Monday, June 14, 2010

Split. Croatian Seafood Heaven.

Starting out at 6 am in the morning from Budapest we hopped a train to Zagreb, Croatia, and a 3 pm connecting train from Zagreb to Split on the Adriatic coast. Budapest was getting too rainy and Hungarian politics was turning more antic than usual. For a week, every time the new government spokesman for FIDESZ opened his mouth about the economy the forint would drop. The newspapers were gauging how much each Hungarian lost with each subsequent statment. People were watching their summer vacation savings erode with each imbecilic pronouncement as the world realized what we knew months ago - our new governemnt has never had a clue as to how to manage an economic crisis. Poor Magyars. Hungarians love to go to the Croatian coast during the summer, and a lot fewer are going to be able to go this summer. Luckily, we had a bit of work to get us there, and our friends Camille and Dejan (La famille Squidovič) now live in Split.
We arrived late but still in time for dinner at our favorite konoba, the Fife Buffet at the southern end of the Riva. They are locally famous for "Good food and bad service" as they advertise on TV. Black cuttlefish rissotto, grilled fish, shots of travarica. After a grueling train journey nothing goes down better. In the morning we headed straight to the Split fish market to stock up on the one thing that we absolutely can never get in Budapest: fresh fish and seafood. Hungarians eat carp, and lots of it, but most find the taste of ocean fish strange and unpleasant and apart from a few pricey restaurants, you won't find fresh seafood anywhere in Hungary.
Which is why we gorge on it in Croatia. We picked up a few of these adriatic clams, and yes, I will eat them raw on the halfshell in a triumphant gesture of Bronx-born seafood bravado. Croats will eat anything that swims or crawls in the sea, but not everybody goes all the way... I found whelks at one fishmonger for 20 Kuna a kilo, and we made them in two ways: boiled in salted water and grilled in their shells, Japanese style with soy sauce.Essentially sea snails, whelks have a deeply oceanic flavor, slightly bitter, and chewy meat, and you want to avoid eating the grey internal organ bits. This rivals my winter experience eating raw sea cucumber and sea squirts at a Korean restaurant in New Jersey. By now I've basically eaten all of the grossest seafood there is. It's all downhill from here.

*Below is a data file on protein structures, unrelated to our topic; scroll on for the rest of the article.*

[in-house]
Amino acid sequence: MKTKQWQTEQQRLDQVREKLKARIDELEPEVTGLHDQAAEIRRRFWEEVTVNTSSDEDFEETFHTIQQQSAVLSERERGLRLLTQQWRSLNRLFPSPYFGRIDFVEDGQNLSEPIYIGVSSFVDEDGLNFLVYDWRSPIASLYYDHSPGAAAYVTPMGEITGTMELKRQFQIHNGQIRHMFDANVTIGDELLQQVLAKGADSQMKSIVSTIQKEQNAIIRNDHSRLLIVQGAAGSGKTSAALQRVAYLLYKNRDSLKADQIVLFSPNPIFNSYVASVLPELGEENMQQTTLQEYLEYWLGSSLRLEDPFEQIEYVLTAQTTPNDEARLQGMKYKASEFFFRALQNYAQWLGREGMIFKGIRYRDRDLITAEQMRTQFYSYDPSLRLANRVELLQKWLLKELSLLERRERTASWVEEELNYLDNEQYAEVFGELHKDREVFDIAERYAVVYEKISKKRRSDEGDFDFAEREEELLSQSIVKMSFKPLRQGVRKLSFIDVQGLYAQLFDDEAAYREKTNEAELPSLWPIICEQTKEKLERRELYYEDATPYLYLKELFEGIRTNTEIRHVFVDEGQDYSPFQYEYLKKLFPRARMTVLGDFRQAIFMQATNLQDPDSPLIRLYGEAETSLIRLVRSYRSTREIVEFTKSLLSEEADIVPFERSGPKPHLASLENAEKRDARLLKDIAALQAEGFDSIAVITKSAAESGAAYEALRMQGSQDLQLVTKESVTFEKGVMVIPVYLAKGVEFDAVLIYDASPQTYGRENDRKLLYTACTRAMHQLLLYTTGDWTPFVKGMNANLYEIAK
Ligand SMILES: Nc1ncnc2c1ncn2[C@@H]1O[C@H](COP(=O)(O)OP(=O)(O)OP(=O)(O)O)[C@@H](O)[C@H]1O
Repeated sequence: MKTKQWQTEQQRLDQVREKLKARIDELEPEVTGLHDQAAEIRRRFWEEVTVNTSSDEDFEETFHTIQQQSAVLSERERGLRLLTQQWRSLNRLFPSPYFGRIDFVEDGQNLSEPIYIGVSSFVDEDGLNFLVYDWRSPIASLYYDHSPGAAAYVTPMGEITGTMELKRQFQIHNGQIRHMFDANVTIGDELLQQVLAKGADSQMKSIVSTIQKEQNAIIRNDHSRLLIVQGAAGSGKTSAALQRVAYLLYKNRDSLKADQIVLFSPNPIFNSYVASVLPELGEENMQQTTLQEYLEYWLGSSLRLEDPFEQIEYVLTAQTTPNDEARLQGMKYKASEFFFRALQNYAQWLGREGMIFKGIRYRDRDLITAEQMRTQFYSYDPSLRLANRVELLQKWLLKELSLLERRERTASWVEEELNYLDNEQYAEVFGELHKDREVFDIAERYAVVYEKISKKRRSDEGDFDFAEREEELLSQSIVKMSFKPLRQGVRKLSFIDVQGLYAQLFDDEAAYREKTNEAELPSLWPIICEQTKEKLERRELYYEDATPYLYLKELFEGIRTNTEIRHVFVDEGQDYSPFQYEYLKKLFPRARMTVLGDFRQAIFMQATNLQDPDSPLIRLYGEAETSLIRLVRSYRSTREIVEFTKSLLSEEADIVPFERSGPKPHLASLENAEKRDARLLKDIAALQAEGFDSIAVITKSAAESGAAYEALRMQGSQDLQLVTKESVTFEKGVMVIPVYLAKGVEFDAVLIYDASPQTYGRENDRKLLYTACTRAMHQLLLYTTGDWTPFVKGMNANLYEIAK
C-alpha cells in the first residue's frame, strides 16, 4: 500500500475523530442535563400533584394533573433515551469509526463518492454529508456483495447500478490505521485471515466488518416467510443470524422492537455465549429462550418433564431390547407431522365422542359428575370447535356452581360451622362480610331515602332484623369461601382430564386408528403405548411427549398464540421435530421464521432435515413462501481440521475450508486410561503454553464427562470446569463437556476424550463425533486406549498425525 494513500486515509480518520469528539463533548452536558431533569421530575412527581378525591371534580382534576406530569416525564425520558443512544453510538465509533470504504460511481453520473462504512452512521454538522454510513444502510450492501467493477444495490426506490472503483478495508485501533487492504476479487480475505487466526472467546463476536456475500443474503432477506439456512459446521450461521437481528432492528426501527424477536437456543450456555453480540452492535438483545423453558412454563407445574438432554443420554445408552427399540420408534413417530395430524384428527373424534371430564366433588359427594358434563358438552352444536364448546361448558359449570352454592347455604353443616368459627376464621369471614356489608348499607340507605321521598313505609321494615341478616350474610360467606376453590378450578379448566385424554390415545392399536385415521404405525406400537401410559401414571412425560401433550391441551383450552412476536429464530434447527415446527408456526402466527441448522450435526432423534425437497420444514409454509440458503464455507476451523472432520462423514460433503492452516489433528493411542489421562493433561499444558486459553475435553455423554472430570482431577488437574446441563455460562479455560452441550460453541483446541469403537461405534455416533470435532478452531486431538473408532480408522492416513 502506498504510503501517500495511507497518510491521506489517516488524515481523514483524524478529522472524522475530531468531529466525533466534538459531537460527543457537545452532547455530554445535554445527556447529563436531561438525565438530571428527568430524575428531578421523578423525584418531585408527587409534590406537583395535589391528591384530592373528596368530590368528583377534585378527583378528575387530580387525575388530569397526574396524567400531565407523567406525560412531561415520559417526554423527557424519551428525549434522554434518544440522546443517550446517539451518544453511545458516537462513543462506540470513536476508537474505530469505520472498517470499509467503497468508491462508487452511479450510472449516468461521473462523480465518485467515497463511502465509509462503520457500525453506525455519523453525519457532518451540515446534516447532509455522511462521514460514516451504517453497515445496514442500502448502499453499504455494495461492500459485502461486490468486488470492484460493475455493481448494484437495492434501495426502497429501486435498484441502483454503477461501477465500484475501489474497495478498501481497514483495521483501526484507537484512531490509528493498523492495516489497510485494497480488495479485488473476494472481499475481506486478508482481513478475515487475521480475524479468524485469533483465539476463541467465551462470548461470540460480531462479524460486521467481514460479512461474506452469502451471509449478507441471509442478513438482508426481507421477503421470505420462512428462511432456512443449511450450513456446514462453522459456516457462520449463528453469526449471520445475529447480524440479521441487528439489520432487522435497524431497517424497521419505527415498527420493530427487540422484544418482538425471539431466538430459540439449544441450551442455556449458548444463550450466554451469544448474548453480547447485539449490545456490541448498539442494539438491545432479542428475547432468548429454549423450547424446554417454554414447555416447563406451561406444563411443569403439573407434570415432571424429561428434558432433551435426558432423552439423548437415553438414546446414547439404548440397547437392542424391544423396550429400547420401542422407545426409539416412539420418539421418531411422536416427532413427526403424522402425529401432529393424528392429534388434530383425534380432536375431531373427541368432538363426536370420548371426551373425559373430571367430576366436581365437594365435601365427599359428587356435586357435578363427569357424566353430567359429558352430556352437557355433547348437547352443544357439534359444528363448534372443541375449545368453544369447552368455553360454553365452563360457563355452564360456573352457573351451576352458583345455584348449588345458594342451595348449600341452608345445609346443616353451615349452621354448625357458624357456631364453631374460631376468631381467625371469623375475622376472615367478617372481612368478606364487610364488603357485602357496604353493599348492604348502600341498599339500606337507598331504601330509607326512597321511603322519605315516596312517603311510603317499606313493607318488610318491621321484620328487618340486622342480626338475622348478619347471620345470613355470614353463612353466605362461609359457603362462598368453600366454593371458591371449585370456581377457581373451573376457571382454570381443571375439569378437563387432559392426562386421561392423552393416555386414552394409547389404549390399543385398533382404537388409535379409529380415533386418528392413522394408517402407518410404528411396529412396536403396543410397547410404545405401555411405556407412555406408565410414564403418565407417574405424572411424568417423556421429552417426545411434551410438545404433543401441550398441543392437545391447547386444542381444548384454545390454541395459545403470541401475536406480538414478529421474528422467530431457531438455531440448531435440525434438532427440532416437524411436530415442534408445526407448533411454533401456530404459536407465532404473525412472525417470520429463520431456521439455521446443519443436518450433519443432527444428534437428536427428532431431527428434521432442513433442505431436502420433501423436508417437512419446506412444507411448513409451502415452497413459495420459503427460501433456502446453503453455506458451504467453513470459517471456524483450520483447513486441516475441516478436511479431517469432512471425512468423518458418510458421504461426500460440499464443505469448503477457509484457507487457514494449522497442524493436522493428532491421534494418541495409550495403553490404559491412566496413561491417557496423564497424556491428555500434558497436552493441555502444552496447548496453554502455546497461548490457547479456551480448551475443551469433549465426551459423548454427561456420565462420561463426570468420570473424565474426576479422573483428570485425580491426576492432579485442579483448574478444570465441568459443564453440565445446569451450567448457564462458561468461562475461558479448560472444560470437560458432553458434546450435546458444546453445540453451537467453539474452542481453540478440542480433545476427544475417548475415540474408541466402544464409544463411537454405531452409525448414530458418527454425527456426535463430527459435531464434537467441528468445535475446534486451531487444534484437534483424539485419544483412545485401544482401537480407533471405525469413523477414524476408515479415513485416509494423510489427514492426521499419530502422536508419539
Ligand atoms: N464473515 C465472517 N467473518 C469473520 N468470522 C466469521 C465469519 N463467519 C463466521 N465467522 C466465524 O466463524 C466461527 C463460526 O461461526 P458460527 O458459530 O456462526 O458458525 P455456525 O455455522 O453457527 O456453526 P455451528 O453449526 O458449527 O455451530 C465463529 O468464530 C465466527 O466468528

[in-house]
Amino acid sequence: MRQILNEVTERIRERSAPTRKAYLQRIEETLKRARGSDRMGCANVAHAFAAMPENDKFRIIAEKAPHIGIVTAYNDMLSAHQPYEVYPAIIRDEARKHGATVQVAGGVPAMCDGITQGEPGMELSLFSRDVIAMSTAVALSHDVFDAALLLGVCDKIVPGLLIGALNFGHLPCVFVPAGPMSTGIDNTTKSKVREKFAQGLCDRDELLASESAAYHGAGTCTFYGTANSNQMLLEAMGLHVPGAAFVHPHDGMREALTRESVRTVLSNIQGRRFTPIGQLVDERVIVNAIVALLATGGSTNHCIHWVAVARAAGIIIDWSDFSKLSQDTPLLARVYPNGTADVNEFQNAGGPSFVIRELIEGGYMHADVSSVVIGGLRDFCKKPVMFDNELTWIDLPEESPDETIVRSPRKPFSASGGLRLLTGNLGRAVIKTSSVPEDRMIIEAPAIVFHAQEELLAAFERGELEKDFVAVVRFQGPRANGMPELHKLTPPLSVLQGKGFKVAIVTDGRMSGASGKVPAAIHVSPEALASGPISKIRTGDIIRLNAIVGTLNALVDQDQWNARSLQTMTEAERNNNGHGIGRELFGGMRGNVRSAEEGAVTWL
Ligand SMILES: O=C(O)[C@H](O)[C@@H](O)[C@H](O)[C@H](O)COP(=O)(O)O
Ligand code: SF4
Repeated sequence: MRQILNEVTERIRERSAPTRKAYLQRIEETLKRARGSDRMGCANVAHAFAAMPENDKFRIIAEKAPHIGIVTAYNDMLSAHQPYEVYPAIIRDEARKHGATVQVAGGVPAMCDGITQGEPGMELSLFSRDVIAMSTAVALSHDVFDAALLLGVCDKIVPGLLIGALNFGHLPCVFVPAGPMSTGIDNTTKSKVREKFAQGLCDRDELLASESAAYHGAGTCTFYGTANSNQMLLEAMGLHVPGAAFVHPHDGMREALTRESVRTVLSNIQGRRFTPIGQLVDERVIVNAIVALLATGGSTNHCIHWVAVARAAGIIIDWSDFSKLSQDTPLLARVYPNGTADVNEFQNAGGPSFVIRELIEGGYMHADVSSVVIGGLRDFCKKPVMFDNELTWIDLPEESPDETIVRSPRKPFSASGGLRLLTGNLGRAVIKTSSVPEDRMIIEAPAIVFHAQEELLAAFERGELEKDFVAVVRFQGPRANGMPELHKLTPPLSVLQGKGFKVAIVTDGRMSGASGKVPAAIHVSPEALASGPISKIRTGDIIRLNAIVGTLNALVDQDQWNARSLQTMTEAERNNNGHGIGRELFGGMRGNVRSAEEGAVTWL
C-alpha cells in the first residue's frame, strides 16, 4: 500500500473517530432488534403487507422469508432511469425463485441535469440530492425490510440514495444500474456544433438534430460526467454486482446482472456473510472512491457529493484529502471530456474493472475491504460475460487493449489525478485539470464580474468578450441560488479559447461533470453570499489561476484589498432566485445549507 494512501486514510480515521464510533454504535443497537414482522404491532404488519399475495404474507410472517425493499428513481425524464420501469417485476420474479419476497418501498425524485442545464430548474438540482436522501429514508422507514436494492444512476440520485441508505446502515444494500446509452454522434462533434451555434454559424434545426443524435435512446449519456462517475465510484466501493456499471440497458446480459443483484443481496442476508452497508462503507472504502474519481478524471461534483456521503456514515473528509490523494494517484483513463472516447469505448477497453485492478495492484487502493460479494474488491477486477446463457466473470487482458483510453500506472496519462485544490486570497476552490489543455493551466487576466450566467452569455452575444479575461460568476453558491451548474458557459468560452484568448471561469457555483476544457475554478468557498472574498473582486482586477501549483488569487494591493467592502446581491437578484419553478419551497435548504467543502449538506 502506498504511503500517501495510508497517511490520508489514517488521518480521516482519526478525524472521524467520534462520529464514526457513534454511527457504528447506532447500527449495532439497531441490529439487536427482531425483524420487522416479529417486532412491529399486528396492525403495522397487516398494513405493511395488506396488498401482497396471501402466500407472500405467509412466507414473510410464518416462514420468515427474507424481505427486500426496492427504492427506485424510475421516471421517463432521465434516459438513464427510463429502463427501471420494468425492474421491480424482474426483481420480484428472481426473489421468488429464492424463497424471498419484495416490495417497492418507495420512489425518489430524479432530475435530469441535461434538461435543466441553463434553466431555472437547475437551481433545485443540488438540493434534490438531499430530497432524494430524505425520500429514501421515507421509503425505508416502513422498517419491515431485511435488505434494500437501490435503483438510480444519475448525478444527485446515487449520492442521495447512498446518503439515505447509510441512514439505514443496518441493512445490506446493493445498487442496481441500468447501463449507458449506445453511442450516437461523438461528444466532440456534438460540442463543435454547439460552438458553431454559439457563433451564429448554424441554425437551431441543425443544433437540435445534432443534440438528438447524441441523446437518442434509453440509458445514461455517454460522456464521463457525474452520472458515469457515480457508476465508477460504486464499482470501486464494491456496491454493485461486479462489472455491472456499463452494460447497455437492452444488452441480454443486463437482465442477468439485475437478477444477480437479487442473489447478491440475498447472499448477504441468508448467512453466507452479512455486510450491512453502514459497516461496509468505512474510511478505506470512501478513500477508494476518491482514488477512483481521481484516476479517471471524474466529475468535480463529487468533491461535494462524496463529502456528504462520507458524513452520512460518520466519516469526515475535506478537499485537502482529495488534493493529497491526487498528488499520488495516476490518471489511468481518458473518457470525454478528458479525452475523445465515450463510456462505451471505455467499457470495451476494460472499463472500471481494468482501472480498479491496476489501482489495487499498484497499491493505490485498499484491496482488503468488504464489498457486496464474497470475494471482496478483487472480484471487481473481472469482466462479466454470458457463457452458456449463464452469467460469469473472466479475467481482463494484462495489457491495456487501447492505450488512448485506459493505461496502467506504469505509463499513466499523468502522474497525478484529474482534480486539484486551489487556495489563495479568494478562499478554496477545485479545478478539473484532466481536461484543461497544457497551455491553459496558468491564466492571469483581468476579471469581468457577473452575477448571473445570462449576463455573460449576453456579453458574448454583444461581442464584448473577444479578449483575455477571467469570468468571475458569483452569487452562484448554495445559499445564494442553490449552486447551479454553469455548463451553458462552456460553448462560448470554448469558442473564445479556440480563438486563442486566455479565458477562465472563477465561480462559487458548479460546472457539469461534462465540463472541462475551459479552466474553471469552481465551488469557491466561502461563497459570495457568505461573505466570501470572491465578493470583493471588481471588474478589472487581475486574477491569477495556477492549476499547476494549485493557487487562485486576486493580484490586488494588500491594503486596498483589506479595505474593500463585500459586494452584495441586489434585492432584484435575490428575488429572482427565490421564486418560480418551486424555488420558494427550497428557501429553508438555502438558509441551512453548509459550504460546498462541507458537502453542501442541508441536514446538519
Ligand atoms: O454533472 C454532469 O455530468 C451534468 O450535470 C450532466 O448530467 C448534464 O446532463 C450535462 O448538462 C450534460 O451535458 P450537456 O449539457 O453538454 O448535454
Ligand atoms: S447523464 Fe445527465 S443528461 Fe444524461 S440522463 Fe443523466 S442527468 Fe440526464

Fumie needed tuna, and she needed it badly. These big adriatic bluefin tuna are probably wild caught, but there are a lot of fish farms in the islands where live tuna are fed and raised for the Japanese market. The price of this tuna was about four times less than a similar piece of tuna would cost in Japan.
The fat belly meat of the tuna commands the best price in Japan, but here it is just another bit of fish, likely to be sliced thin and served marinated in tuna carpaccio. We took ours and made tuna sashimi (we brough our own wasabi and Kikkoman soy sauce - which are not available in Croatia) and some tuna steaks.
Conger eels are used in fish soup. They have a rich white meat and a kind of sad face. We might try a fish stew party before we leave, since Camille has become the undisputed master of mediterranean fish cooking since she moved here. French chef + Croatian fish = happy food. Such as her octopus salad with fresh broad beans. Tasted as good as it looks.

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